Then there was the cold, clear afternoon when Roberts and fellow keeper Bob Edwards took the boat out to do a little fishing. The catch was so good they failed to notice clouds forming to the north, or the fact the outgoing tide was pulling them farther and farther from the island. When large flakes of snow began to float from the darkening sky, the Coast Guardsmen suddenly realized their predicament and made haste for Boon Island. The delinquent keepers also realized there was no way they were going to get back before sundown and if the light wasn’t turned on, they could face court-martial for dereliction of duty. The boat was still about a hundred yards from the island and twilight was rapidly descending into night. They could just make out the shape of the dark tower that represented the end of their careers when, miraculously, the white, occulting 120,000 candlepower light began to flash. “It just came on by itself,” Roberts insisted. “There wasn’t a soul on the island and that light came on! We were relieved, but I admit I was scared, and Edwards was scared, too. We both thought it was Katherine’s spirit that somehow turned on the light. It was a long time before we told anybody what happened.”
The beacon was automated after the keeper’s quarters and other buildings were destroyed during a blizzard in February 1978. But to this day, area fishermen, hurrying to shore just ahead of an approaching gale, occasionally hear shrieks and cries emanating from the direction of the forlorn old lighthouse on Boon Island. And if they navigate closely enough, sometimes they catch a fleeting glimpse of a woman in white.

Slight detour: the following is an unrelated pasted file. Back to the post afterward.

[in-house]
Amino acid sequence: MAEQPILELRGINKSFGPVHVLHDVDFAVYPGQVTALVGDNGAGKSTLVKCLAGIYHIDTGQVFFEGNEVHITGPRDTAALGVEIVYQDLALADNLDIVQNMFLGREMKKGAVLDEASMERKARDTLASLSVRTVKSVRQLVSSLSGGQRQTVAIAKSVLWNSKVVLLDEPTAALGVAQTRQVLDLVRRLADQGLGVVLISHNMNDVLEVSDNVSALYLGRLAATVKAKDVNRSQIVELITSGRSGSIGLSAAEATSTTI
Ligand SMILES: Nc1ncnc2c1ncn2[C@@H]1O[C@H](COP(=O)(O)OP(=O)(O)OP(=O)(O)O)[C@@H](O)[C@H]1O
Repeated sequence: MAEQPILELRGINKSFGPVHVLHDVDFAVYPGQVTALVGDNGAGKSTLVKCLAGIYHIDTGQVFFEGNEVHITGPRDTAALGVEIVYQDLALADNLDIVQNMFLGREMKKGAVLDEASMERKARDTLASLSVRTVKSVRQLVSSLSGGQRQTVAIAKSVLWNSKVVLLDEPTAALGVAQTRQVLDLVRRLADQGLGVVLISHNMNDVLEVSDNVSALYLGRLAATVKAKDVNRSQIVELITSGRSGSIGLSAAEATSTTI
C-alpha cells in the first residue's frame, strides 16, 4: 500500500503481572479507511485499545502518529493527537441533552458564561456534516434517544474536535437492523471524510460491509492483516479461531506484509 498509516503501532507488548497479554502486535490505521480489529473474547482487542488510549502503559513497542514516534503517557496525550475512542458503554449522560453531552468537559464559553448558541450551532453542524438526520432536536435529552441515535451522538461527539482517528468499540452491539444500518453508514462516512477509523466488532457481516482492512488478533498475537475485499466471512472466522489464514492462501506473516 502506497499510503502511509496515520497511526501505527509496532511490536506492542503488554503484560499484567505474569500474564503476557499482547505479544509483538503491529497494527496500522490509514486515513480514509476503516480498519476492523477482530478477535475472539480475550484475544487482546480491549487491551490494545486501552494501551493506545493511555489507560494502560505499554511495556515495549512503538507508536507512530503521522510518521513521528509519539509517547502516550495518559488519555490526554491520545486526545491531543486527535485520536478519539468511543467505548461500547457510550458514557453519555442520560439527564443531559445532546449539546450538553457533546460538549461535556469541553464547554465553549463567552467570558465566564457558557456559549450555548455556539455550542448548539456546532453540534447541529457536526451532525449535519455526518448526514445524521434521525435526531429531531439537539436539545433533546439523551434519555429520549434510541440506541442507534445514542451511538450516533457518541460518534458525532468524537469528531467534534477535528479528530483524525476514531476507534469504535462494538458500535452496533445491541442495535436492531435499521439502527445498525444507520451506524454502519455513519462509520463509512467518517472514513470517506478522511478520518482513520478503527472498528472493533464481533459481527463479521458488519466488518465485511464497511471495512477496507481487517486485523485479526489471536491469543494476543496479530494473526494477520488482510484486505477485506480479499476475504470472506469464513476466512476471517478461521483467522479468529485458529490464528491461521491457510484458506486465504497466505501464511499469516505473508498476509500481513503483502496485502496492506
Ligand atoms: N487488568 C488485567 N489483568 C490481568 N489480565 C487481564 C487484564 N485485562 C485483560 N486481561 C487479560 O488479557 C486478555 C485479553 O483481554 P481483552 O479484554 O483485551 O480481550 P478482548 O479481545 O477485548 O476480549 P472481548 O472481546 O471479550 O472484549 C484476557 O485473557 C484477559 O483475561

Cahill, Robert Ellis. Lighthouse Mysteries of the North Atlantic. Old Saltbox, Salem, Mass., 1998.
Citro, Joseph A. Passing Strange. Chapters Publishing, Shelburne, Vermont, 1996.
Drake, Samuel Adams. New England Legends & Folk Lore. Castle Books, Secaucus, N.J., 1939
Holland, F. Ross, Jr.. Great American Lighthouses. Wiley, New York, 1994.
Noble, Dennis L. Lighthouses & Keepers. Naval Institute Press, Annapolis, 1997.
O’Brien, Rose, “Lady Ghost of Hendricks Head,” The Lewiston Journal, July 14, 1956.
Roberts, Bruce, & Jones, Ray. New England Lighthouses. Voyager, Old Saybrook, Conn., 1990.
Schulte, Carol Olivieri. Ghosts on the Coast of Maine. Downeast Books, Camden, Maine, 1989.
Thompson, William O. Lighthouse Legends & Hauntings. Scapes Me, Kennebunk, Maine, 1989.
Townsend, Sallie, and Ericson, Virginia. Boating Weather. David McKay, New York, 1978.
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Wood, Pamela. Salt Book, The. Anchor Press, Garden City, N.Y., 1977.
U.S. Coast Guard Files.
Mitch Bennett interview, 1986
Bill Roberts interview, 1990.
Bill Thompson interview, 1999.
Robert Ellis Cahill interview, 1999.
© Lee Holloway, 2006.